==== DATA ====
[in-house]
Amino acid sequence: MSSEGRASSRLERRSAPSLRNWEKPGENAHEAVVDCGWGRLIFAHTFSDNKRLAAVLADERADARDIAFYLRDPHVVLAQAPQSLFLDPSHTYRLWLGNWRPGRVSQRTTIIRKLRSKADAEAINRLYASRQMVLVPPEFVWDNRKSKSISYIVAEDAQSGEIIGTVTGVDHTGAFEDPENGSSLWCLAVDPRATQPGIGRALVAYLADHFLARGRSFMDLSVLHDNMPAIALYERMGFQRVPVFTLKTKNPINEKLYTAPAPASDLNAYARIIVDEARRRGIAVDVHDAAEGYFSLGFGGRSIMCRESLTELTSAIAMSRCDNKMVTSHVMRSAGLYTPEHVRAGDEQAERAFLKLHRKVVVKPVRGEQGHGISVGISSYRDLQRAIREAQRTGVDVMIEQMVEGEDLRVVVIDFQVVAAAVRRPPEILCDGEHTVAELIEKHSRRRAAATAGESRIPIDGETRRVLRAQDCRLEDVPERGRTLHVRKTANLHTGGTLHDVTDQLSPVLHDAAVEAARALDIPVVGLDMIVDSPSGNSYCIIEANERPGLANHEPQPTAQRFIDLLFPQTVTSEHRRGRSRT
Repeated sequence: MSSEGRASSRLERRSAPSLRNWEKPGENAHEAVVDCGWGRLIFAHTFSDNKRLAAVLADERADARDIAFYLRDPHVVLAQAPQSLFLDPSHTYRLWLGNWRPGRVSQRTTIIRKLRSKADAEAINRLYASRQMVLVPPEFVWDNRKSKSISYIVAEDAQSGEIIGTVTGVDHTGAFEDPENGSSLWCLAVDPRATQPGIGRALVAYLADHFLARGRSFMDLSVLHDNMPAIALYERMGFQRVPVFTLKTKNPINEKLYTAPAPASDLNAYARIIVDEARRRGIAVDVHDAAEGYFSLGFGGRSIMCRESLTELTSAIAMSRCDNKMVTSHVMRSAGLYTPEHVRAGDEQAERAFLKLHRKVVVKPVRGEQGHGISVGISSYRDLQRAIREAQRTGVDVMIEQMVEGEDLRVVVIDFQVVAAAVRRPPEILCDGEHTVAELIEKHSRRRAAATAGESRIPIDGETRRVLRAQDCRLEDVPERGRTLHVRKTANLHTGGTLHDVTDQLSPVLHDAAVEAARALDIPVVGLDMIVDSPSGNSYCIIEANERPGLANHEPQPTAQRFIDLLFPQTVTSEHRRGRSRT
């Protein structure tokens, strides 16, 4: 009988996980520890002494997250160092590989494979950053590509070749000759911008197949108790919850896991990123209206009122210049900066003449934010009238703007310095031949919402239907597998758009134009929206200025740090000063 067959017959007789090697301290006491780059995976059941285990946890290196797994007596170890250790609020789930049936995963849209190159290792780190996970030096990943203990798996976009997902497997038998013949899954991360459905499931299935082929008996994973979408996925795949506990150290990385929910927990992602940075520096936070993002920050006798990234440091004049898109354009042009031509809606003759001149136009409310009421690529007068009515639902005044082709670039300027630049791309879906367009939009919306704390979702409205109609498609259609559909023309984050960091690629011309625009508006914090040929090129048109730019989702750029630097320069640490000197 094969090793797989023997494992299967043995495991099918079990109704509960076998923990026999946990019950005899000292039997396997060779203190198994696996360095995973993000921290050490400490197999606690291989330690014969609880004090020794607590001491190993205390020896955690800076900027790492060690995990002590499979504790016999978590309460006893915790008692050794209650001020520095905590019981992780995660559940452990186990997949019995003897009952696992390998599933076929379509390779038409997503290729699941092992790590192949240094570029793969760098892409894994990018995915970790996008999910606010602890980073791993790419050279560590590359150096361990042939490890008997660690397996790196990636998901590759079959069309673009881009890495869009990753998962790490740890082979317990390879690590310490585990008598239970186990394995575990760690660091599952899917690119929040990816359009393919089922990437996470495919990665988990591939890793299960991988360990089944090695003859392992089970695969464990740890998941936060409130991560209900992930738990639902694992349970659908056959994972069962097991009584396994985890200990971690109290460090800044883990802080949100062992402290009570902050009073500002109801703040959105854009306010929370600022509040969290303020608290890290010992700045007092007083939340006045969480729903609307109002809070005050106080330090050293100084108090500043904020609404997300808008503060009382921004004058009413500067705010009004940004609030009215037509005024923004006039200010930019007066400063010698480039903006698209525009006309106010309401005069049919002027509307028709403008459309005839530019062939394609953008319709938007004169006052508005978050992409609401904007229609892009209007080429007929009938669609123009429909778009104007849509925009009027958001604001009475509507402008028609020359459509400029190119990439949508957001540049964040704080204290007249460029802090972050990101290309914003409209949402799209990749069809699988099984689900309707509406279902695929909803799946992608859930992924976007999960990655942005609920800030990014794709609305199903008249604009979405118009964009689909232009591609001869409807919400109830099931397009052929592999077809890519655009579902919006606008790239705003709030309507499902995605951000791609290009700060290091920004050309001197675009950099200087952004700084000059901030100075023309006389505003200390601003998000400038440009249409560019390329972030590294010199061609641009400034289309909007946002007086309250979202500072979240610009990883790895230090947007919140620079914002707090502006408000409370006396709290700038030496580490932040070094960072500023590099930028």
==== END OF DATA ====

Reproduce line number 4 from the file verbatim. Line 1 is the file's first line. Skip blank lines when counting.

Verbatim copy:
């Protein structure tokens, strides 16, 4: 009988996980520890002494997250160092590989494979950053590509070749000759911008197949108790919850896991990123209206009122210049900066003449934010009238703007310095031949919402239907597998758009134009929206200025740090000063 067959017959007789090697301290006491780059995976059941285990946890290196797994007596170890250790609020789930049936995963849209190159290792780190996970030096990943203990798996976009997902497997038998013949899954991360459905499931299935082929008996994973979408996925795949506990150290990385929910927990992602940075520096936070993002920050006798990234440091004049898109354009042009031509809606003759001149136009409310009421690529007068009515639902005044082709670039300027630049791309879906367009939009919306704390979702409205109609498609259609559909023309984050960091690629011309625009508006914090040929090129048109730019989702750029630097320069640490000197 094969090793797989023997494992299967043995495991099918079990109704509960076998923990026999946990019950005899000292039997396997060779203190198994696996360095995973993000921290050490400490197999606690291989330690014969609880004090020794607590001491190993205390020896955690800076900027790492060690995990002590499979504790016999978590309460006893915790008692050794209650001020520095905590019981992780995660559940452990186990997949019995003897009952696992390998599933076929379509390779038409997503290729699941092992790590192949240094570029793969760098892409894994990018995915970790996008999910606010602890980073791993790419050279560590590359150096361990042939490890008997660690397996790196990636998901590759079959069309673009881009890495869009990753998962790490740890082979317990390879690590310490585990008598239970186990394995575990760690660091599952899917690119929040990816359009393919089922990437996470495919990665988990591939890793299960991988360990089944090695003859392992089970695969464990740890998941936060409130991560209900992930738990639902694992349970659908056959994972069962097991009584396994985890200990971690109290460090800044883990802080949100062992402290009570902050009073500002109801703040959105854009306010929370600022509040969290303020608290890290010992700045007092007083939340006045969480729903609307109002809070005050106080330090050293100084108090500043904020609404997300808008503060009382921004004058009413500067705010009004940004609030009215037509005024923004006039200010930019007066400063010698480039903006698209525009006309106010309401005069049919002027509307028709403008459309005839530019062939394609953008319709938007004169006052508005978050992409609401904007229609892009209007080429007929009938669609123009429909778009104007849509925009009027958001604001009475509507402008028609020359459509400029190119990439949508957001540049964040704080204290007249460029802090972050990101290309914003409209949402799209990749069809699988099984689900309707509406279902695929909803799946992608859930992924976007999960990655942005609920800030990014794709609305199903008249604009979405118009964009689909232009591609001869409807919400109830099931397009052929592999077809890519655009579902919006606008790239705003709030309507499902995605951000791609290009700060290091920004050309001197675009950099200087952004700084000059901030100075023309006389505003200390601003998000400038440009249409560019390329972030590294010199061609641009400034289309909007946002007086309250979202500072979240610009990883790895230090947007919140620079914002707090502006408000409370006396709290700038030496580490932040070094960072500023590099930028």